I used the following steps to create a new Java keystore with a pair of private/public key to be used by a Java (internal) server with TLS. Please notice that the certificate is selfsigned:

1) Generate key with AES256

openssl genrsa -aes256 -out server.key 1024

2) Generate cert request for CA

openssl req -x509 -sha256 -new -key server.key -out server.csr

3) Generate self signed expiry-time 10 years

openssl x509 -sha256 -days 3652 -in server.csr -signkey server.key -out selfsigned.crt

4) Use a program like KeyStoreExplorer to import the pair (private key and selfsigned certificate) in a new JKS

This works but I'd like to implement the last step without using a GUI.

I know how to import the self signed certificate only:

// create the keystore and import the public key. THIS WILL NOT IMPORT THE PRIVATE KEY SO THE KEYSTORE CAN'T BE USED ON THE SERVER TO MAKE THE TLS CONNECTION
/usr/java/jdk1.6.0_45/bin/keytool -import -alias myservercert -file server.crt -keystore mykeystore.jks

So the question is: how can I create a Java KeyStore and import both the certificate with the public key and the private key without using a GUI?

marked as duplicate by jww, Boann, EdChum, bugmagnet, Mr. Alien Aug 5 '14 at 8:05

This question has been asked before and already has an answer. If those answers do not fully address your question, please ask a new question.

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    Maybe this "ImportKey" Java programm will do the job for you without a GUI: agentbob.info/agentbob/79-AB.html – sk2212 Jul 17 '13 at 9:14
  • If the target system is Java there is no need to use OpenSSL at all, just the keytool. See for example the JSSE Reference Guide, or the tool documentation for the keytool. – user207421 Jul 17 '13 at 10:06
up vote 168 down vote accepted

With your private key and public certificate, you need to create a PKCS12 keystore first, then convert it into a JKS.

# Create PKCS12 keystore from private key and public certificate.
openssl pkcs12 -export -name myservercert -in selfsigned.crt -inkey server.key -out keystore.p12

# Convert PKCS12 keystore into a JKS keystore
keytool -importkeystore -destkeystore mykeystore.jks -srckeystore keystore.p12 -srcstoretype pkcs12 -alias myservercert

To verify the contents of the JKS, you can use this command:

keytool -list -v -keystore mykeystore.jks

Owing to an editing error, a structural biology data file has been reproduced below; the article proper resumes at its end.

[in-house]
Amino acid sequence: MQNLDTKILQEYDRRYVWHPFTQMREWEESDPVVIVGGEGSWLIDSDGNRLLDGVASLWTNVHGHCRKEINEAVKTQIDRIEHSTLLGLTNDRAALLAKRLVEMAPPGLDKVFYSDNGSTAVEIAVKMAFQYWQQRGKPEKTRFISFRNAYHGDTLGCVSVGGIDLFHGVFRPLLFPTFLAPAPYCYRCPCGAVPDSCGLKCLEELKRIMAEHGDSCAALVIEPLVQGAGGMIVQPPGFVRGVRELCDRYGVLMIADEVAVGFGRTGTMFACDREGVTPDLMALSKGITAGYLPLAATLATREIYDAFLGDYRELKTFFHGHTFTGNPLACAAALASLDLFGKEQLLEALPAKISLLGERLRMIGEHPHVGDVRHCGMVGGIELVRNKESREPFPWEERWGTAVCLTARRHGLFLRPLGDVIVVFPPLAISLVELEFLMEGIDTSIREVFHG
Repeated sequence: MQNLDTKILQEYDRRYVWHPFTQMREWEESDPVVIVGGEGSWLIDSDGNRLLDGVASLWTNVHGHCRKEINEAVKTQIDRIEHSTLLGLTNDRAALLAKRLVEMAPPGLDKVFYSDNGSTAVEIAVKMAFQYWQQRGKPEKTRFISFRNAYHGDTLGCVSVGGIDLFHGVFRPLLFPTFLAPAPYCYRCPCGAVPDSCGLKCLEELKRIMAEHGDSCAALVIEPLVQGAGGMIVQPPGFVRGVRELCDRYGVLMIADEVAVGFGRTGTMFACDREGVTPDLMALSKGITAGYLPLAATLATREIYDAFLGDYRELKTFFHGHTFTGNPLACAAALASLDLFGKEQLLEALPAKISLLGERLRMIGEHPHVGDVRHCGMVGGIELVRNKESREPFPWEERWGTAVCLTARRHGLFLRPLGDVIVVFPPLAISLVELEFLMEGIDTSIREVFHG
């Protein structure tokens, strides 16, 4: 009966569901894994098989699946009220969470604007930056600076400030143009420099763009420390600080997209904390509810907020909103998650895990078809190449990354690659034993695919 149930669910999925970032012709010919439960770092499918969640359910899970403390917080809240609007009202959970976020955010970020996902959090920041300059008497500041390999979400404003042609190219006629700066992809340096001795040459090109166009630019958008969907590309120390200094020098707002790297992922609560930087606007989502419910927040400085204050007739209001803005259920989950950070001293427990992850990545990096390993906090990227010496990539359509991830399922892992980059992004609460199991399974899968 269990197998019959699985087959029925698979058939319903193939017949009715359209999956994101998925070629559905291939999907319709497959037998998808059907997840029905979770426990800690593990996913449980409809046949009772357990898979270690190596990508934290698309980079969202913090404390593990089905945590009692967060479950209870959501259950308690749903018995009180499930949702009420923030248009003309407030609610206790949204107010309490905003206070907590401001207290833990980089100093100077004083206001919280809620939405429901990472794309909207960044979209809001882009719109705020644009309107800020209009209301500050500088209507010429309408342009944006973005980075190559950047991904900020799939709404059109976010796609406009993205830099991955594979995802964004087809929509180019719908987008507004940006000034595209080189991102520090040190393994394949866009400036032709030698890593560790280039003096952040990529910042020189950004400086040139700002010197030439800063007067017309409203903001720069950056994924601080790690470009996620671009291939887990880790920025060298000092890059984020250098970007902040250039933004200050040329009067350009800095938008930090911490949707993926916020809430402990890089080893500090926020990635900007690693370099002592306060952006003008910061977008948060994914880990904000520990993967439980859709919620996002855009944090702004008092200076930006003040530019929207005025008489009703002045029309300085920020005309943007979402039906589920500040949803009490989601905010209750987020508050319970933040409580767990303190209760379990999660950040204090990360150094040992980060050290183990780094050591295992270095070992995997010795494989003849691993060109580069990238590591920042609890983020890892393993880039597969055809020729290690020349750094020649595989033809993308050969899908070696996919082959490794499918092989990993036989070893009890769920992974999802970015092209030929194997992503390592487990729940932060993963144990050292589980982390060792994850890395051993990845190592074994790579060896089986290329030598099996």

If this was not a self-signed certificate, you would probably want to follow this step with importing the certificate chain leading up to the trusted CA cert.

A keystore needs a keystore file. The KeyStore class needs a FileInputStream. But if you supply null (instead of FileInputStream instance) an empty keystore will be loaded. Once you create a keystore, you can verify its integrity using keytool.

Following code creates an empty keystore with empty password

  KeyStore ks2 = KeyStore.getInstance("jks");
  ks2.load(null,"".toCharArray());
  FileOutputStream out = new FileOutputStream("C:\\mykeytore.keystore");
  ks2.store(out, "".toCharArray());

Once you have the keystore, importing certificate is very easy. Checkout this link for the sample code.

  • It isn't necessary to write any code to accomplish this. The link you cited contains significant errors. – user207421 Mar 28 '16 at 21:50
  • @EJB, I saw your comment on the blog. I agree that it isn't necessary to write any code to accomplish this. But, in case it has to be accomplished programmatically? – Santosh Mar 29 '16 at 14:41
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    Also, Your observation about InpputStream.available(), is correct, but I see that the documentation of FilterInputStream.available() says Returns an estimate of the number of bytes that can be read (or skipped over) from this input stream and there is no warning! In the example (in blog), DataInputStream.available() is used everywhere & FilterInputStream is extended by DataInputStream. Shouldn't it be safe to use available() in this particular case? – Santosh Mar 29 '16 at 14:44
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    Requesting to back the downvote by appropriate comment. Anonymous downvoting does not help anybody. – Santosh Mar 30 '16 at 10:38
  • This is still not an answer unless the actual code is posted here. Regarding your comments: 1. No, it doesn't have to be accomplished programmatically: the OP only says 'without a GUI'. 2. That is a blatant partial quotation; you left out: 'without blocking by the next caller of a method for this input stream.' Emphasis added. 3. You've had comments and you've done nothing about them: why should anybody retract anything? – user207421 Jul 14 '17 at 6:06

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